In the study, researchers looked at 86 different breakfast cereals and analyzed the way they are displayed inside 10 different grocery store chains across the U.S.
It was no surprise to learn that cereals tailored toward adult tastes were generally found higher up — an average of 48 inches or four feet off the ground. Those marketed toward children were, not surprisingly, were usually displayed on a lower shelf — an average of 23 inches off the ground.
They also uncovered a surprising trend in the faces of characters on the box. Characters on the labels of adult cereals generally have their eyes pointing relatively straight out, with a slight upward tilt of 0.4 degrees.
The characters on the boxes of kids' cereals tended to have their eyes pointed downwards — down by more than nine degrees on average, a good ratio to catch the gaze of a passing toddler.
In one test, the researchers showed 65 people one of two versions of a Trix cereal box. In one (the one sold in stores) the eyes of the rabbit on the cover were looking down toward the cereal. On a modified version, the eyes were angled straight out to look at someone staring at the box.
Both box covers are shown in the image above.
Respondents said they felt 31 per cent "more connected" to the box that looked at them than the one that didn't, even though it contained the same product.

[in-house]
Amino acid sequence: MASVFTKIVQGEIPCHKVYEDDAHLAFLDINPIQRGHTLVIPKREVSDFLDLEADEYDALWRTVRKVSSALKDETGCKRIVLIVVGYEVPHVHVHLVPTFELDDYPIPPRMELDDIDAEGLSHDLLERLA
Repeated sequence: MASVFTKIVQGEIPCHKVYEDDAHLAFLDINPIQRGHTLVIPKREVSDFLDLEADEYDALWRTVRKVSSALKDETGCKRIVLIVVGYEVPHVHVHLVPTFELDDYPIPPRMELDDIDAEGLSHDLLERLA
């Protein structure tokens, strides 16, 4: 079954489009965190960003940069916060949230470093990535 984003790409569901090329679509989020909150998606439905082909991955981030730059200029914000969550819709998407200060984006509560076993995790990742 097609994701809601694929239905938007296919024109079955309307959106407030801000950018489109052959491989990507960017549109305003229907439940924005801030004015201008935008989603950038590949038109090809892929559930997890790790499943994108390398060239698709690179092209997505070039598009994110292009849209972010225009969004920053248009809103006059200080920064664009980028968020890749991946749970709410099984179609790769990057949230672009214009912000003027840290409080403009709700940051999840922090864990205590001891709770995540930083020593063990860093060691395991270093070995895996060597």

When those results are extrapolated to children, the impact becomes obvious.
"A child going shopping with his parents and making eye contact with Tony the Tiger or Toucan Sam may begin to feel positive feelings and a sense of connection with the characters, which may translate to the child’s feelings towards the cereal itself," the researchers wrote.
"Eye contact thus not only has the potential to sell more cereal, but may also create more loyal customers through fostering positive feelings and a sense of trust and connection."
The researchers note that there's no evidence to suggest child-focused cereals are all intentionally staring out at downcast eyes.
"We do not state or mean to infer that spokescharacters are deliberately designed to direct their gaze downward in order to make eye contact with children," the paper notes.
"In most cases, it instead appears that they are gazing at a bowl of cereal in front of them, at their spoon, or at cereal floating around them in the air … Regardless, in some of these cases their gaze meets the eyes of small children as they walk down the aisle."
Indeed, if further study finds more evidence of a correlation, the study's authors suggest it may be a trick that producers of healthier foods might want to consider in their marketing decisions.